Soybean prices fell on Monday, while wheat prices also had another daily decline. A recent round of bearish news and wet weather forecasts are weighing on the grain complex.
The downturn came the same day that the USDA also released its weekly progress report. Here’s our daily recap from the Chicago Board of Trade and recap of the weekly crop quality report.
Corn Prices Bounce Back in Late Trading
Corn prices came back in the final hour of trading Monday to finish in the green. The September contract added 2 cents to close a tick below $3.63. The December new crop contract added 1.5 cents to close above $3.76.
The USDA reported today that exports registered at just south of 29.8 million bushels, a figure that was 22.7% lower than last week’s output.
For the crop progress report, dated August 13, the percent of corn silking across 18 states sits at 97%. That’s still behind the five-year average of 98% and last year’s 99% for this time in the calendar. The states that have been lagging are Michigan, Pennsylvania, and Wisconsin.
Now… Onto the more important numbers. The percentage of the corn crop rated good-to-excellent increased last week from 60% to 62%. While the weekly report lags last year’s rating of 74%, the news will be bearish for traders, who weren’t projecting that much of an uptick in quality.
The September contract fell 5.5 cents to close at $9.31. The November new crop contract dropped 6.75 cents to close just below $9.38.
The uptick of rain across the Midwest helped press prices lower.
We’re turning our attention to tomorrow’s NOPA crush report. Overall, the consensus analyst expectations for the July Crush at 143.004 million bushels among NOPA members. That figure would represent a decline from the same period in 2016.
Let’s dig into the USDA report: the percent of soybeans blooming in 95% of last year’s acreage (18 states) sits at 94%. This figure is in line with last year’s blooming state and tops the five year average of 93%. Soybeans setting pods sat at 79%, which is higher than last year’s report and beat the five-year average of 75%.
However, crop quality declined… which is just another opportunity for people to scratch their heads about last week’s WASDE report that projected an uptick in yield averages. The percent of soybean crop rated G-E is 59%, down one percentage point from last week.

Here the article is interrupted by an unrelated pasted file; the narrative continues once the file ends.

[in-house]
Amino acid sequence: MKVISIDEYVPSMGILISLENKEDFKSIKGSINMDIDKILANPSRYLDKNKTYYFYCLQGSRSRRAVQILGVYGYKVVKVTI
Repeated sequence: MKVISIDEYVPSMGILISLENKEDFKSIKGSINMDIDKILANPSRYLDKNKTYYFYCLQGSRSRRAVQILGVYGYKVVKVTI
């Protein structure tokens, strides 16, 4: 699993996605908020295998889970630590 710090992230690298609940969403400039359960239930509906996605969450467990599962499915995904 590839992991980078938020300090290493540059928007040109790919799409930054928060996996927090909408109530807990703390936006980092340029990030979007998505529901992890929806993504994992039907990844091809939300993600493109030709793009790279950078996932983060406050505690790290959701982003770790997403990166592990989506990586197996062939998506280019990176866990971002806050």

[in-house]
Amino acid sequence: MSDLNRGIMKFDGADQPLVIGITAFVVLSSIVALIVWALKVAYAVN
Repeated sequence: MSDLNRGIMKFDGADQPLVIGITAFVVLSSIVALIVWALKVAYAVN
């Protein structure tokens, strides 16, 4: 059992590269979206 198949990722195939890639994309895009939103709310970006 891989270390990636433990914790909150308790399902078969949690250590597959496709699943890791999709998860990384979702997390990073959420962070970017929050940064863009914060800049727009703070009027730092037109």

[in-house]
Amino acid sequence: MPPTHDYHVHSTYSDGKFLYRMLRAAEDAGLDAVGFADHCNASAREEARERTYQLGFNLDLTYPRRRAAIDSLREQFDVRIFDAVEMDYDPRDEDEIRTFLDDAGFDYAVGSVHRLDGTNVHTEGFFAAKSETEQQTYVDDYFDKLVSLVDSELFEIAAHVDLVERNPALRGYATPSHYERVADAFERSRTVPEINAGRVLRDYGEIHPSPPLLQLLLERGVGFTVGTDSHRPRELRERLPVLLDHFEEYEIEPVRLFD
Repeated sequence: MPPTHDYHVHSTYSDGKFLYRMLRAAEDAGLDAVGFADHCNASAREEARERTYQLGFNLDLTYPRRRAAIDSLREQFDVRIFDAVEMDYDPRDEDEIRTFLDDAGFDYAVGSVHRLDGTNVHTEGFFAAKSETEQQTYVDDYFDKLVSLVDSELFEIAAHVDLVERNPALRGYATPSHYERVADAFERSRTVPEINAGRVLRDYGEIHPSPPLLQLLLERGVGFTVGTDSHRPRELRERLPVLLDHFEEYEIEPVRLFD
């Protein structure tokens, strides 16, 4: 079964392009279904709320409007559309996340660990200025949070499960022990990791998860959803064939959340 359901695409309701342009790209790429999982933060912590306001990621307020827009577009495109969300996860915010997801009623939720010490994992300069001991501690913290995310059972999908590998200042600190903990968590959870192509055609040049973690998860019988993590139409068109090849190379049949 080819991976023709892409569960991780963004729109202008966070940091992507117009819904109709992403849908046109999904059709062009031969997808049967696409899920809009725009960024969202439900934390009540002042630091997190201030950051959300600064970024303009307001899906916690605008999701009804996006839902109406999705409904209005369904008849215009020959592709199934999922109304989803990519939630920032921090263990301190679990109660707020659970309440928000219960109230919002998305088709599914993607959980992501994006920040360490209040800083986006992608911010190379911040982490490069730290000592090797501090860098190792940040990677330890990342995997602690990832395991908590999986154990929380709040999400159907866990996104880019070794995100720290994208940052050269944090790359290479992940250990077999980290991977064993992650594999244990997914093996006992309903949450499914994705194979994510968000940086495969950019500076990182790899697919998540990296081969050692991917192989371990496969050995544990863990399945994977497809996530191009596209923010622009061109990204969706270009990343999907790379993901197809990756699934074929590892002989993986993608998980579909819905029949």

Last week’s crop rating is off significantly from the 72% rated G-E this time last year.
Wheat Prices Slump (Yet Again)
Money managers were pulling out of wheat contracts on Monday. As Brennan noted this morning in Breakfast Brief, the number of contracts shifting from long to short was significant last week. The selloff has continued in the wake of several bearish data points on global production and high protein quality.
Before we get to wheat prices, let’s take a look at the weekly progress report. The USDA said that 97% of the winter wheat harvest is complete in the top 18 states. We’ve still got a little way to go in Idaho, Oregon, and Washington.
Meanwhile. 40% of the spring wheat has been harvested. That’s down five percentage points from last year’s crop, but well ahead of the 35% average over the last five years at this point in the calendar.
The surprise in the report: Spring wheat rated G-E increased last week 32% to 33%. Though that figure might excite some traders looking for higher protein, the question is where they’re going to find it in the drought-plagued northern Plains. Just 8% of the South Dakota spring wheat crop is rated G-E. Montana spring crop is rated 11% G-E.
That 33% G-E rating is a steep decline (or 50%) from the 66% of G-E rated spring wheat in 2016 at this point in the calendar.
Wheat prices were mixed Monday. The SRW contract for September added 1.75 cents to close at $4.41. The December contract finished up 0.75 cents on the day to close just below $4.68.
The September spring wheat contract in Minneapolis slumped 4 cents to close the trading session at $6.70. The December spring wheat contract dropped 4.25 cents to close at $6.84.
In Kansas City, the Hard Red Wheat contract for September dipped 4.5 cents to close at $4.36. The December contract fell 5 cents to close at $4.66.
Markets are still dissecting estimates from the USDA.
The agency projects a national yield average of 45.6 bushels per acre, a figure that is down seven bushels from 2016. Total wheat production is slated at 1.739 billion bushels, a figure that was 26 million higher than previous estimates.
Spring wheat output was slated at 403 million bushels, which came in 12 million bushels higher than many expected. Spring yields are projected at 38.3 bu/ac, down 2.0 bushels from the most recent report, and 9.0 bushels off from last year.
Durum production is pegged at 50.5 million, a 6-million-bushel decline from last year.
We’ve seen the largest average yield declines in Montana, which averaged 22 bu/ac, a 14-bushel-decline from last year.
The Teucrium Wheat Fund (NYSE: WEAT) fell to a 52-week intraday low Monday as traders continue to pour out of the single commodity ETF. There was a time just a few weeks ago that it was trading at a 52-week high, prompting talking heads in the financial media to push investors into wheat contracts.
Whoops. As Brennan warned in his “Wheat Markets and Prices in Hindsight” piece, this sudden enthusiasm for agricultural investment on the retail side is a contrarian indicator that we’re on the verge of finding a top in the market.